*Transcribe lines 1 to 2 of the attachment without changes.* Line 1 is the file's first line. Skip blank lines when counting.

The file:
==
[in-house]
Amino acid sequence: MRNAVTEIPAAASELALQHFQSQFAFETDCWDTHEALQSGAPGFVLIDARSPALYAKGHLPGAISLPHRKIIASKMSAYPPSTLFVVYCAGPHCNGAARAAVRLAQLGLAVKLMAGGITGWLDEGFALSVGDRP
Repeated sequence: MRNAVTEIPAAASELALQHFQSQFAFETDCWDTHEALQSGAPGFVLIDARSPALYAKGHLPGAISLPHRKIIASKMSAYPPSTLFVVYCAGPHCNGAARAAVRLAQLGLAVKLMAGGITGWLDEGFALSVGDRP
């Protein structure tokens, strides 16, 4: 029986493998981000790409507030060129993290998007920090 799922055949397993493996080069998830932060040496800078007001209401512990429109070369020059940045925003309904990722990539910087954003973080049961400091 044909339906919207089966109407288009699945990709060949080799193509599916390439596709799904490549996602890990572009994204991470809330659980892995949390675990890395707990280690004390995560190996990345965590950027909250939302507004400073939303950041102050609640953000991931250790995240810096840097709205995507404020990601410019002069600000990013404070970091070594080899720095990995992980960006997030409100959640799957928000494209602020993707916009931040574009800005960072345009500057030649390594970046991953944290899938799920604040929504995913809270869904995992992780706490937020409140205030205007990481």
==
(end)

[in-house]
Amino acid sequence: MRNAVTEIPAAASELALQHFQSQFAFETDCWDTHEALQSGAPGFVLIDARSPALYAKGHLPGAISLPHRKIIASKMSAYPPSTLFVVYCAGPHCNGAARAAVRLAQLGLAVKLMAGGITGWLDEGFALSVGDRP